Standpipes: They’re Coming to the “Burbs” Page 2

Standpipe systems are required to have a fire department connection so the fire department can augment the system’s pressure. Any time a hoseline is stretched from a standpipe, the system MUST BE augmented. This will ensure a water supply in the event of a failure on the occupancy side of the system. The fire department connection will have a plate to indicate if the connection is for the sprinkler, standpipe, or both and what part of the building it serves (for example, sprinklers-basement only, standpipe, etc.).

Pump operators must ensure they are supplying the correct system. When supplying a system, they should also monitor the pumps to verify they are flowing water into the system. A zero flow on a flow meter or overheating of the pumps may indicate that water is not flowing. You will need to check for a closed valve or an obstruction in the piping. Initially the pump pressure for this type of building should be 150 psi at the fire department connection. This can be adjusted as required.

Standpipe systems generally will have an auxiliary fire pump to boost the pressure. They can range from small electric pumps to large two-stage pumps powered by diesel engines. This is determined by local conditions such as water supply, flow required, and the size of the system. All fire pumps will have a control panel. This panel will have indicators (lights or gauges) to show the status of the pumps, switches to manually start the pump, and a speed controller to regulate the pressure. The pressure gauge showing system pressure is more often on the piping. Information is usually affixed to the control panel indicating recommended pressure. (For greatest efficiency, the pressure on the building pumps and the pressure at the fire department connection should be the same.) Members should be familiar with these controls. Early in fire operations a member should be sent to check the status of the pumps and start the pump if it has failed to start automatically.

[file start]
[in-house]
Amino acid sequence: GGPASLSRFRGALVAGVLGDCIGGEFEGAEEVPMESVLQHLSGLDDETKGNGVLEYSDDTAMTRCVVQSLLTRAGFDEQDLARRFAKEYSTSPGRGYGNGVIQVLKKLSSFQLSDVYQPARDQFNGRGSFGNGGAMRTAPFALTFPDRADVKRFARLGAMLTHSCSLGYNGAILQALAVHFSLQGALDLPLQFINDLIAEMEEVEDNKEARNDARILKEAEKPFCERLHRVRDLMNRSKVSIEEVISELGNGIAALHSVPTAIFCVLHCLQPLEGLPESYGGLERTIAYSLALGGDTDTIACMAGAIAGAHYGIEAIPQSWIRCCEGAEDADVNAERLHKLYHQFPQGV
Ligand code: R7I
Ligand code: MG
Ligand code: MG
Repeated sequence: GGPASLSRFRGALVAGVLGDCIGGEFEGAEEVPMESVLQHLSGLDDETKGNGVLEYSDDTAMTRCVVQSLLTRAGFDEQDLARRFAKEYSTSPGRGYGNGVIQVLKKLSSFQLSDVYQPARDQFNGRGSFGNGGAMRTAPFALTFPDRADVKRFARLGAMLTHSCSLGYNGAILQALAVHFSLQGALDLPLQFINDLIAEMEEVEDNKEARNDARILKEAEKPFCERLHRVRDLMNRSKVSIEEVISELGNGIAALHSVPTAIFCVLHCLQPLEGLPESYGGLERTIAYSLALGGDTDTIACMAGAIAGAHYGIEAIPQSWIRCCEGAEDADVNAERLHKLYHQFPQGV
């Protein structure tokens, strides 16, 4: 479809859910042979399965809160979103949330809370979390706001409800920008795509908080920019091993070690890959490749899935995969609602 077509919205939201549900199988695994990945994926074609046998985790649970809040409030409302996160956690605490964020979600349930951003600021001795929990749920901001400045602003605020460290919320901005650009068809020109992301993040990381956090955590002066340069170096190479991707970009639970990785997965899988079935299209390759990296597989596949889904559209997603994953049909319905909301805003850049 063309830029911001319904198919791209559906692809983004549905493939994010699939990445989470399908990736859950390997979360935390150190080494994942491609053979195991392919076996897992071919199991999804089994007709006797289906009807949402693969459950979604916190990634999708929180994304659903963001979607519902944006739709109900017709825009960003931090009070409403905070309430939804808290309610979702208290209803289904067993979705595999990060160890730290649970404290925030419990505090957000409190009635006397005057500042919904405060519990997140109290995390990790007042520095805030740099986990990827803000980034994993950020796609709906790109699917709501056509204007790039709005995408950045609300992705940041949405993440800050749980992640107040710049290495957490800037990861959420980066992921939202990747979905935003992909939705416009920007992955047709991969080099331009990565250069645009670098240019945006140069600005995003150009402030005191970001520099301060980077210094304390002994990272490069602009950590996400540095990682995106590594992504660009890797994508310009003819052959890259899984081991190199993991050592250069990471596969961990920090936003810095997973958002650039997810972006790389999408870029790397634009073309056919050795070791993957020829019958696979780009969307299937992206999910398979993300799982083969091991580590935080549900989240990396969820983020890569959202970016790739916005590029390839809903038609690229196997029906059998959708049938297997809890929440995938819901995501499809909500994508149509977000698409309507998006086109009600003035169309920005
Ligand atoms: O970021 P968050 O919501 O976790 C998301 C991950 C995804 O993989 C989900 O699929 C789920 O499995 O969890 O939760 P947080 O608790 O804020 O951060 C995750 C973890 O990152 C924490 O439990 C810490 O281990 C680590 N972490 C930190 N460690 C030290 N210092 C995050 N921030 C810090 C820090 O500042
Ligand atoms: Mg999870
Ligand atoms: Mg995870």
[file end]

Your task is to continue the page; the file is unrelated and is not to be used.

The floor outlets are the point at which we connect our hose to fight the fire. The hose, if there is any, is for occupant use. We avoid this hose for many reasons. It may be too small to flow the water required, it probably hasn’t been tested since it was made, and the nozzle may not meet our needs. Stretching lines from a standpipe is not that much different from stretching from the apparatus; you attach a rubber hose to a metal pipe, open the valve, and flow water through it.

Fire attack in standpipe buildings is very different; large-floor-area searches, limited ventilation, and large-diameter attack line often can tax the resources of a suburban department. To safely operate from a standpipe, there are several critical points to remember (this is by no means a complete list).

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